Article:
He was 25 minutes late, was mobbed by cameramen, local residents and female politicians, and instead of walking up the steps with "reasonable reverence" to his birthplace, had ducked behind the interference of former White House bodyguard Mike Riley, finally making his way to the door, where he told reporters, when asked, that he was not doing so good. When he asked for the present resident of the home, who was supposed to say that since she was a little girl she had always had the ambition to fetch a glass of water for a President and ask whether she could now have that honor, she appeared, forgot her lines, shook hands with the Governor, while someone on the front lawn was saying, "Tell us a few words, boy." The Governor then thanked the current resident for putting up with the "cruel imposition" of the political invasion, and then after some pushing and shouting, the candidate and the crowd left.

It concludes that the moral, if any, was that if local Republicans were writing a script for General Eisenhower's impending visit, they should forget it and organize a riot squad instead.

A piece from the Atlanta Journal, titled "And Live Happily Ever After...", indicates that divorces were often caused by neurotic husbands and wives who could not tolerate one another's shortcomings, according to Dr. Frank Caprio, writing in the recent issue of Coronet Magazine. The doctor had listed seven rules to prevent marriages from breaking up, including the avoidance of unpleasant conversation, understanding the psychology of the other sex, straightening out sexual incompatibility, cooperating within the marriage rather than competing for supremacy, limiting the amount of complaint, learning to relate to people and the world, and having additional interests to make married life stimulating.

The piece thinks not all of those rules were necessary, that there was a simpler way to live in connubial bliss, that when the husband arrived home, he should compliment his wife on a new dress or hairdo, and the wife should then indicate, in response, that she was cooking her husband a good supper, with the result that no divorce would ever occur in that home.

Well, what if you don't like the dress or the hairdo, and the supper consists of a pile of burnt beans and little weenies slung in front of you in a rude and abusive manner, despite your kudos to the horrible bargain-basement looking dress and the worse hairdo?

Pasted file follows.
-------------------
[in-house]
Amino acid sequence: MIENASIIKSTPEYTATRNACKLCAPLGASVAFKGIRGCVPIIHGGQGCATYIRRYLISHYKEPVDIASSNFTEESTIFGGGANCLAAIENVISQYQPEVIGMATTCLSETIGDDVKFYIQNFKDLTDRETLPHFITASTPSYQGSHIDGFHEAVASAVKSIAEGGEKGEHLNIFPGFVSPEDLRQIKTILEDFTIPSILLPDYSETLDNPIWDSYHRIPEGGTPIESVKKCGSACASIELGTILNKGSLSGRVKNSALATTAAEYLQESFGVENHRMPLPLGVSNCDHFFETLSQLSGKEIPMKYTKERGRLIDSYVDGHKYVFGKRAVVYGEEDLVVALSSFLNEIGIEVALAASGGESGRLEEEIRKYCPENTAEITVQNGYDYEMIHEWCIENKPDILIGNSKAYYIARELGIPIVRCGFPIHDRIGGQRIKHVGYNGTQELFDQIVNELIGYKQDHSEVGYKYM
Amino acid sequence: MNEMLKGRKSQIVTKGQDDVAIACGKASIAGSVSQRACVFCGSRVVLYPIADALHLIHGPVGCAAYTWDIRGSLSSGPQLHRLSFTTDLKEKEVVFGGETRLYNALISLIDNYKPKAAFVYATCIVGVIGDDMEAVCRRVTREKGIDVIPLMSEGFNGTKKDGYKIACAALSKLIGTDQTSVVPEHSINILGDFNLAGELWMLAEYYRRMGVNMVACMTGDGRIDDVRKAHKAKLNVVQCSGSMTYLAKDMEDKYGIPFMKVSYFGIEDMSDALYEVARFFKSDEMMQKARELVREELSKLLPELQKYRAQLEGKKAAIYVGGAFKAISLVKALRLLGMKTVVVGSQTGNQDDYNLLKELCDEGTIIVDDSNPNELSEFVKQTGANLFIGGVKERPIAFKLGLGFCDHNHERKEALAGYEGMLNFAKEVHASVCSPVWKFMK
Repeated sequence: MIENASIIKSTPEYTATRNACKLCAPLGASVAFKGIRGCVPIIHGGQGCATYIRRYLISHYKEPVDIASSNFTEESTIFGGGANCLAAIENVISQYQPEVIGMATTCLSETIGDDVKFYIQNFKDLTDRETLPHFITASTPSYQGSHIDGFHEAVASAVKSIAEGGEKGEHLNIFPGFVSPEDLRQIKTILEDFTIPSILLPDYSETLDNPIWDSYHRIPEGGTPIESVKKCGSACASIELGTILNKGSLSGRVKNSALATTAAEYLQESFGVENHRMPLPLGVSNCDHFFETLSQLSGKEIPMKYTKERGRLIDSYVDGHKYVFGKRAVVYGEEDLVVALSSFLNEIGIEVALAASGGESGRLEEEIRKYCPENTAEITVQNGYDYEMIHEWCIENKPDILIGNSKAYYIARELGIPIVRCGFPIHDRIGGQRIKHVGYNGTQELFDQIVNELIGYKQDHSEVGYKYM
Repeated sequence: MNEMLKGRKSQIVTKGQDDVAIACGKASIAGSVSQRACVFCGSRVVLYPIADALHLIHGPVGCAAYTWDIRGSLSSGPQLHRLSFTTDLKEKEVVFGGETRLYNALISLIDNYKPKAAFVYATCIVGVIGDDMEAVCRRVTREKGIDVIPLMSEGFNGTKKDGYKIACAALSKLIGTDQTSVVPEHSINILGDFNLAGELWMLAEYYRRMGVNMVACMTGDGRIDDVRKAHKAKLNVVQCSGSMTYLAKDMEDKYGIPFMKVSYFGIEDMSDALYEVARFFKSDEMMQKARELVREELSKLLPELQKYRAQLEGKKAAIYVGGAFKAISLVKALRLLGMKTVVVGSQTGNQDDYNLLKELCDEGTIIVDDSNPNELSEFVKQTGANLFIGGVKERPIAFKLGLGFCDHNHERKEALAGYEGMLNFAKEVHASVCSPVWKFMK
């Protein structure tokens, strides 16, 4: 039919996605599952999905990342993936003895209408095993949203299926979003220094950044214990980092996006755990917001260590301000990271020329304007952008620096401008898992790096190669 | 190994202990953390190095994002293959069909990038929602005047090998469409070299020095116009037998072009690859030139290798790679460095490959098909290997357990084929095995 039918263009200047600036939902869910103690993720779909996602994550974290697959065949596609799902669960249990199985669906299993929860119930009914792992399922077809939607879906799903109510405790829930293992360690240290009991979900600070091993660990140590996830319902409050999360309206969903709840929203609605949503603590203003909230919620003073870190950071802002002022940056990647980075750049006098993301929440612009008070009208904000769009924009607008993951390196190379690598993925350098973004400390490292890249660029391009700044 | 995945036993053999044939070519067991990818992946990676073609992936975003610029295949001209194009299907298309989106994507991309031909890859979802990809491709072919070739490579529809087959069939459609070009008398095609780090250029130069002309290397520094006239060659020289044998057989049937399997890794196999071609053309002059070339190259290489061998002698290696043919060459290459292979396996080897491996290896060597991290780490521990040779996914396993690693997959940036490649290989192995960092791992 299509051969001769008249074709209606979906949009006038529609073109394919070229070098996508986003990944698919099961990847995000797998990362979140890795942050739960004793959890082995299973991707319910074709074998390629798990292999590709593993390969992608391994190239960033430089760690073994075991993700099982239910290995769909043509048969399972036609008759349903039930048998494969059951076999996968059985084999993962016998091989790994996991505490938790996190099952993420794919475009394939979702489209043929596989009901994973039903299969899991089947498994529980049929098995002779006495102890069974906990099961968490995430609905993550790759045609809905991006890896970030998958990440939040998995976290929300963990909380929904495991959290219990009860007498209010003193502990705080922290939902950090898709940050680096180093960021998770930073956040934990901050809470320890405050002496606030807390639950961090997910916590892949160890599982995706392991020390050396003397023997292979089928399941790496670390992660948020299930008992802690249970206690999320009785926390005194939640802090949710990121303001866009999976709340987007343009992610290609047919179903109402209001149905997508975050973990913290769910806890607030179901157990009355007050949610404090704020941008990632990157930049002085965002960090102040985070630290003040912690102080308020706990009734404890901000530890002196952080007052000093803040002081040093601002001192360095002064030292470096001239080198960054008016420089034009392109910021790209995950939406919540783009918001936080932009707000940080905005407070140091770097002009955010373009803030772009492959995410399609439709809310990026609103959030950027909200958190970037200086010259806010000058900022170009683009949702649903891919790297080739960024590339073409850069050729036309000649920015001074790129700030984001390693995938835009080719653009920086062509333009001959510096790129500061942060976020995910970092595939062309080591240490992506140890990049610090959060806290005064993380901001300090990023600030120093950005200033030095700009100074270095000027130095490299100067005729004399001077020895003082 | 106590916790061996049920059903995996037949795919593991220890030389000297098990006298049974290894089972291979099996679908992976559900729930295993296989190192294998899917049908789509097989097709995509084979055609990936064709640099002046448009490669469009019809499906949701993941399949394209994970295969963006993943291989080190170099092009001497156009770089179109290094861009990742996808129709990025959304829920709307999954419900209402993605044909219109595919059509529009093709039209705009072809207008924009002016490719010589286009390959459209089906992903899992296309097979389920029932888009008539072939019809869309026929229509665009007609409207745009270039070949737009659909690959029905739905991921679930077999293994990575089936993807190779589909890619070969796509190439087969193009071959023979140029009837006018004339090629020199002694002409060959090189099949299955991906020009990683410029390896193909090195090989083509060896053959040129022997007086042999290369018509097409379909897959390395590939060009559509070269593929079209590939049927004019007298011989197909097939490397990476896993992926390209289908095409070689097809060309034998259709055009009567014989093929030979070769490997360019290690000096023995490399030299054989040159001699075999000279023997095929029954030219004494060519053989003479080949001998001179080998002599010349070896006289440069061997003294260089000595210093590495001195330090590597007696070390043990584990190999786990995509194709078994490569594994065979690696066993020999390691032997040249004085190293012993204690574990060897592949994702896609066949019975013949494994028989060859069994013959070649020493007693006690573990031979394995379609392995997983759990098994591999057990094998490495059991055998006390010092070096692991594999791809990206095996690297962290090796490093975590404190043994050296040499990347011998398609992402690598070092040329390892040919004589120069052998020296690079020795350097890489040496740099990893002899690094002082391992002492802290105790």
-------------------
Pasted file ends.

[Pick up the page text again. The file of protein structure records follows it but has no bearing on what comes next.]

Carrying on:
Drew Pearson indicates that gambling kingpin Frank Costello had not thus far been deported probably because he had friends in high places, some of whom were in Congress, as just revealed through a little black book carried by Mr. Costello's Washington lobbyist, whose job it was to defeat the anti-slot machine bill and block other legislation which would intrude on gambling. Mr. Costello could be deported for having lied about a previous conviction when he took his oath as a naturalized citizen, a fact which Mr. Pearson had brought to the attention of former Attorney General J. Howard McGrath. The previous week, present Attorney General James McGranery had finally announced that proceedings would begin to deport Mr. Costello.

Mr. Costello's Washington lobbyist was a former convict and prison mate of Jacob Guzik, who courted members of Congress at a fashionable hotel near the Capitol, picking up their bar tabs, loaning his telephone for long-distance calls and providing shrimp parties for them every Friday night. At the same time, the nation's top mobsters used his apartment for a hangout, and therein racketeer Joe Adonis had hid overnight while the Kefauver crime investigating committee of the Senate had searched for him. In addition, Meyer Lansky parked his car in the hotel garage and charged the bill to the lobbyist's apartment. The lobbyist had also telephoned from this suite Philip Kastel in New Orleans, "Greasy Thumb" Guzik in Chicago, and Morris Kleinman in Cleveland. The lobbyist also had about $60,000 in cash on hand from Mr. Costello to distribute in the right places. Mr. Pearson concludes that it was no wonder that Mr. Costello was still resting relatively easy about the possibility of being deported.

He provides a list of members of Congress and their support staff who had attended the lobbyist's parties or appeared in his little black book, including Congressmen Jimmy Morrison of Louisiana, Louis Rabaut of Michigan, Edwin Willis of Louisiana, Jim Murphy of Staten Island, Chester Gorski of Buffalo, and Phil Welch of Missouri. He concludes that the public had a right to know why certain members of Congress were so close to this lobbyist, even after the Pearson column had identified him two years earlier as a former convict and racketeer who was the lobbyist for Mr. Costello.